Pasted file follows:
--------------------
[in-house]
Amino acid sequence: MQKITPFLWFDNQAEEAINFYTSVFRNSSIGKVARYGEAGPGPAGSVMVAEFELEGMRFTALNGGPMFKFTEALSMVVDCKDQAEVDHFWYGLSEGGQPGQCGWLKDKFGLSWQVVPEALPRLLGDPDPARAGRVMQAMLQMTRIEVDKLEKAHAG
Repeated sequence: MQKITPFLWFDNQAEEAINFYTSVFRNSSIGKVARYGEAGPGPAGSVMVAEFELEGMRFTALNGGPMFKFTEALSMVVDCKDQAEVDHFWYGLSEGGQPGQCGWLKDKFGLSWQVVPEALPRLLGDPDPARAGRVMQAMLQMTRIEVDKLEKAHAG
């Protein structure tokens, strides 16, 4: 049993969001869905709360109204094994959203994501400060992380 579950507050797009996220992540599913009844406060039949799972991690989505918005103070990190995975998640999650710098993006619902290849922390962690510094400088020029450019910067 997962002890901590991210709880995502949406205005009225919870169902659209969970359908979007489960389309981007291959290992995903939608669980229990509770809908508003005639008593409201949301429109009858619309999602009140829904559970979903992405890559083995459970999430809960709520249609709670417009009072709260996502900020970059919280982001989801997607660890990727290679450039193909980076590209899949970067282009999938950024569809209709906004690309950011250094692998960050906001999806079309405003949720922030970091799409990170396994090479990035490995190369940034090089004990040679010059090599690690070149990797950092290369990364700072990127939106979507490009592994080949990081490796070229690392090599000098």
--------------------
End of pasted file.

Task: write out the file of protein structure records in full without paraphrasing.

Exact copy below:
[in-house]
Amino acid sequence: MQKITPFLWFDNQAEEAINFYTSVFRNSSIGKVARYGEAGPGPAGSVMVAEFELEGMRFTALNGGPMFKFTEALSMVVDCKDQAEVDHFWYGLSEGGQPGQCGWLKDKFGLSWQVVPEALPRLLGDPDPARAGRVMQAMLQMTRIEVDKLEKAHAG
Repeated sequence: MQKITPFLWFDNQAEEAINFYTSVFRNSSIGKVARYGEAGPGPAGSVMVAEFELEGMRFTALNGGPMFKFTEALSMVVDCKDQAEVDHFWYGLSEGGQPGQCGWLKDKFGLSWQVVPEALPRLLGDPDPARAGRVMQAMLQMTRIEVDKLEKAHAG
């Protein structure tokens, strides 16, 4: 049993969001869905709360109204094994959203994501400060992380 579950507050797009996220992540599913009844406060039949799972991690989505918005103070990190995975998640999650710098993006619902290849922390962690510094400088020029450019910067 997962002890901590991210709880995502949406205005009225919870169902659209969970359908979007489960389309981007291959290992995903939608669980229990509770809908508003005639008593409201949301429109009858619309999602009140829904559970979903992405890559083995459970999430809960709520249609709670417009009072709260996502900020970059919280982001989801997607660890990727290679450039193909980076590209899949970067282009999938950024569809209709906004690309950011250094692998960050906001999806079309405003949720922030970091799409990170396994090479990035490995190369940034090089004990040679010059090599690690070149990797950092290369990364700072990127939106979507490009592994080949990081490796070229690392090599000098």